Interesting citation of the Catholic World Report article. The thing I think Sam Rocha, the author of that article, misses is that Peterson’s book is descriptive, not prescriptive. Peterson is advancing a view we are free to adopt. He argues for his view by construction, but almost every step along the way he suggests he could be wrong. Rocha’s critique is good at tearing down, but seems to me to lack a perceptive openness. A good example. in the first paragraph, Rocha tells us Peterson is offensive because he disagrees with Aristotle (how dare he do so) on the role of happiness in the good life. Apparently disagreement with historically significant writers is a sign of ignorance. And yet Rocha later mentions how disagreement between Derrida, Marx, Freud, etc., is proof of a valuable intellectual independence. For me the article was a tiring read, animated almost entirely by a subtle academic preening and name-dropping. I’ve read Peterson’s Rules (not his Maps) and viewed it as a built environment open to revision. Throughout the book, Peterson cites the tentative nature of his claims and invites the reader to engage and evaluate from his own experience rather than commanding him to surrender.

    The popular view of Peterson as a new messiah is something Peterson himself has never asserted and neither would I. I’m sure that, like me, he’s often shaking his head with what people are doing with and to his public persona. I will admit that some of my appreciation of his expressed view comes from how it parallels and informs my own experience and view. There are many examples of this. Here’s one: I had independently concluded that the origin of much if not all religious thought is mortality and the universal human problem of suffering and death. It seems a mistake to gloss over that big issue. I like how Peterson confronts it with a kind of Northern Alberta heroic existentialism or “Being deism” which conforms well to my own youth growing up in rural north central Wisconsin. The winter is coming.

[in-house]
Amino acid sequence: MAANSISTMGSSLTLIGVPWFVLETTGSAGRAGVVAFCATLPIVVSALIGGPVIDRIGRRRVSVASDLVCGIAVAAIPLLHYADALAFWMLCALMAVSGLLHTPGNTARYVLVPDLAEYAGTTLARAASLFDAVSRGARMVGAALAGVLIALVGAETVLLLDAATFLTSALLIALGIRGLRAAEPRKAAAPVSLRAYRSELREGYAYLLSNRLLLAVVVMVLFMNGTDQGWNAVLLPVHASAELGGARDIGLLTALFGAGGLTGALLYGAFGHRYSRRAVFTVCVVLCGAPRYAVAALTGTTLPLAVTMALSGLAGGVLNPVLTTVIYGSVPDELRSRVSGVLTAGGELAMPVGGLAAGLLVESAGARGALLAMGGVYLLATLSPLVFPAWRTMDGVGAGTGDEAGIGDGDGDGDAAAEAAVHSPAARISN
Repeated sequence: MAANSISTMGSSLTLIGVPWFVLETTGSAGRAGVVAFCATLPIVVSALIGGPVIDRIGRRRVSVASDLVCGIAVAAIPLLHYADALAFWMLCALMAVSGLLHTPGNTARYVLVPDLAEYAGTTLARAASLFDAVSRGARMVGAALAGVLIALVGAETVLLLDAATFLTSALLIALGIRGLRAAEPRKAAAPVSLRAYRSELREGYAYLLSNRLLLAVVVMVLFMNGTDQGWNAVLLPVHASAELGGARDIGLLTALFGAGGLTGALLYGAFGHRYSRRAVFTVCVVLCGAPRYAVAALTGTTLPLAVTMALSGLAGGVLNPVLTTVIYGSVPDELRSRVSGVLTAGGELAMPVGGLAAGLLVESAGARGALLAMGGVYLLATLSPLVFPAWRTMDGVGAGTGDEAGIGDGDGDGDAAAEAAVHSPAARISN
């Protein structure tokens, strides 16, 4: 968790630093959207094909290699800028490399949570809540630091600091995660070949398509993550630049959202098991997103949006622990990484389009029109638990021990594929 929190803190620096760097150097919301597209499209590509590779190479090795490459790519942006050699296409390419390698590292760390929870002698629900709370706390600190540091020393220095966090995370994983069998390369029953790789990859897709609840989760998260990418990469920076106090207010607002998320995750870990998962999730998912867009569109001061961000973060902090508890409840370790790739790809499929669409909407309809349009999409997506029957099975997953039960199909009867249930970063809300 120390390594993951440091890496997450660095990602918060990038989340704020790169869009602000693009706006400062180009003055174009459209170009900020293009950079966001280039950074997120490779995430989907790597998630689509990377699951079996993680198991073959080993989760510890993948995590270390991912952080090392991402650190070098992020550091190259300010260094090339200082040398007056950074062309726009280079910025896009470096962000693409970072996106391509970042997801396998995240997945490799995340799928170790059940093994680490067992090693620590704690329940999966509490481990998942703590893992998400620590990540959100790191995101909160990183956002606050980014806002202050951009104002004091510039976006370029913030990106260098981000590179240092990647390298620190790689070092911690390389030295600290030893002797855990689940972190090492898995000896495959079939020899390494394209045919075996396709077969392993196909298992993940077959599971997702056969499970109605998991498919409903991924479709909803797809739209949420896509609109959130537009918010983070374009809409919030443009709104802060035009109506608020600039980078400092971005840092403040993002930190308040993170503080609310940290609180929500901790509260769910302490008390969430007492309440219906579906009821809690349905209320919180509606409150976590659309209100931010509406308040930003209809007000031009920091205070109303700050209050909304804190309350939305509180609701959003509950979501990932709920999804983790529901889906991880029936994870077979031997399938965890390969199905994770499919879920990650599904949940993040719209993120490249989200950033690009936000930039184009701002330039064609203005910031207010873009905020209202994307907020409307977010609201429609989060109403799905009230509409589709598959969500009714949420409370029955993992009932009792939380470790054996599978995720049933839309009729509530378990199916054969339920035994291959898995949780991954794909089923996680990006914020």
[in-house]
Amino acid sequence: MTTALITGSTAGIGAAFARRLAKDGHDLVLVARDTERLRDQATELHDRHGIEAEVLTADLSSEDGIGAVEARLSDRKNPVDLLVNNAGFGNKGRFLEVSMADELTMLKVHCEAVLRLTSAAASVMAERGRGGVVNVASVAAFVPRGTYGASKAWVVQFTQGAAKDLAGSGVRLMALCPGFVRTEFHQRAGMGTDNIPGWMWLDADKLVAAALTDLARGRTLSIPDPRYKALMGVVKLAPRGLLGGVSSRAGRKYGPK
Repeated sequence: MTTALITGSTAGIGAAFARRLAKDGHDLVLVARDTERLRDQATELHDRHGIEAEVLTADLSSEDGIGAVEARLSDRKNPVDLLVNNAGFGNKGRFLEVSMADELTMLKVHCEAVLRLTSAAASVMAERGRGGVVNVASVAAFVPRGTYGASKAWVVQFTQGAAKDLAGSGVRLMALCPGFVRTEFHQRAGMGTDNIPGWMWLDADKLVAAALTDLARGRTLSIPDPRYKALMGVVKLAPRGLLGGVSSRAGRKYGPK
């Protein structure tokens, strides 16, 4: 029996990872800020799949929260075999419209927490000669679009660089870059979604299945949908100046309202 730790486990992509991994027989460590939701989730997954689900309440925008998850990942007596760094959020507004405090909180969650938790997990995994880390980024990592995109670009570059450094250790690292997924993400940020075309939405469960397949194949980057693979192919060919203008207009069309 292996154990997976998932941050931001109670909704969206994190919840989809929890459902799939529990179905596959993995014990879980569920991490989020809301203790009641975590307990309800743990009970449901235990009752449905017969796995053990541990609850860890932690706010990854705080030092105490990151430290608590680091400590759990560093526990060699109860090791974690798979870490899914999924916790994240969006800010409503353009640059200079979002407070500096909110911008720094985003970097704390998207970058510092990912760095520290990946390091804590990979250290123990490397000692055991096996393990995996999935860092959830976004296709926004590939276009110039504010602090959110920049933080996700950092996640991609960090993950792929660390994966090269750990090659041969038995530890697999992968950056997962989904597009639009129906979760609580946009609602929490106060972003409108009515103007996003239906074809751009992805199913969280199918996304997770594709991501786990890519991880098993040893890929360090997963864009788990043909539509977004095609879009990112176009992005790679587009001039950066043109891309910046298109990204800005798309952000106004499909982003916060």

Much of his book seems to me to be a tour of the history of his own mistaken ideas and how he got to where he is now. . .with the implication that the journey may not yet be complete, and this also stands as an implied invitation to everyone to join the same quest, even though we are sure to disagree. For example, though I don’t attribute a Manichean dualism to his chaos and order, he does in several spots attribute a sex to the two, masculine order and feminine chaos. (He also warns people not to interpret that statement simplistically as he immediately after states that we all carry both conditions in our psyches. It’s a psuedo-Jungian myth construction that I’ll grant him the leeway to make) I have to wonder why, in the context of his feminine chaos, the subtitle of his book is an “Antidote to Chaos.” Does that mean we need an antidote to the feminine? Oops.

    In sum, I don’t recommend joining the popular conceit of bringing burnt offerings to the altar of Jordan Peterson. That said, I also think dismissing his views as superficial, unorganized or free of value is a mistake.

    Comment by Jeffery LeMieux — August 30, 2018 @ 1:22 pm | Reply

    • I appreciate your careful reading of my blog. I don’t disagree with your conclusion.

      Comment by clarelspark — August 30, 2018 @ 2:05 pm | Reply